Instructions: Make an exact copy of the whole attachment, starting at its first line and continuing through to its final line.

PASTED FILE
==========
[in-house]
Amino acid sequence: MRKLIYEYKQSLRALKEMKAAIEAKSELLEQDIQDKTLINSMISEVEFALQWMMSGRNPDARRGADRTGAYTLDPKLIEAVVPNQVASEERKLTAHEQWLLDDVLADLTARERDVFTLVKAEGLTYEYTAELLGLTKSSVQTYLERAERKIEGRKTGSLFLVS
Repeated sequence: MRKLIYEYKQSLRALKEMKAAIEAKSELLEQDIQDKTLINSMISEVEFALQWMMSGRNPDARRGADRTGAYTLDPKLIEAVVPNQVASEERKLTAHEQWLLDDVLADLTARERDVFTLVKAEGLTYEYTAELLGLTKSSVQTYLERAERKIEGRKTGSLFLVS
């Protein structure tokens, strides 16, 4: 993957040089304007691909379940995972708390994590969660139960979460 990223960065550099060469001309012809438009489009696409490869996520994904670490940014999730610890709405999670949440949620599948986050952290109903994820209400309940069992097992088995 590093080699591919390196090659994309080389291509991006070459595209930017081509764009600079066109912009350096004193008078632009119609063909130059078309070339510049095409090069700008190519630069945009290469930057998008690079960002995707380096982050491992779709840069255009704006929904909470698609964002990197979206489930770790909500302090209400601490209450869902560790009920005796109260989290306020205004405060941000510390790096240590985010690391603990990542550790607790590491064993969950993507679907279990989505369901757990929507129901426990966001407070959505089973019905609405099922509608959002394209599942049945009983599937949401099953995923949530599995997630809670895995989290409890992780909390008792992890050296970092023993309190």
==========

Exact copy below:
[in-house]
Amino acid sequence: MRKLIYEYKQSLRALKEMKAAIEAKSELLEQDIQDKTLINSMISEVEFALQWMMSGRNPDARRGADRTGAYTLDPKLIEAVVPNQVASEERKLTAHEQWLLDDVLADLTARERDVFTLVKAEGLTYEYTAELLGLTKSSVQTYLERAERKIEGRKTGSLFLVS
Repeated sequence: MRKLIYEYKQSLRALKEMKAAIEAKSELLEQDIQDKTLINSMISEVEFALQWMMSGRNPDARRGADRTGAYTLDPKLIEAVVPNQVASEERKLTAHEQWLLDDVLADLTARERDVFTLVKAEGLTYEYTAELLGLTKSSVQTYLERAERKIEGRKTGSLFLVS
């Protein structure tokens, strides 16, 4: 993957040089304007691909379940995972708390994590969660139960979460 990223960065550099060469001309012809438009489009696409490869996520994904670490940014999730610890709405999670949440949620599948986050952290109903994820209400309940069992097992088995 590093080699591919390196090659994309080389291509991006070459595209930017081509764009600079066109912009350096004193008078632009119609063909130059078309070339510049095409090069700008190519630069945009290469930057998008690079960002995707380096982050491992779709840069255009704006929904909470698609964002990197979206489930770790909500302090209400601490209450869902560790009920005796109260989290306020205004405060941000510390790096240590985010690391603990990542550790607790590491064993969950993507679907279990989505369901757990929507129901426990966001407070959505089973019905609405099922509608959002394209599942049945009983599937949401099953995923949530599995997630809670895995989290409890992780909390008792992890050296970092023993309190």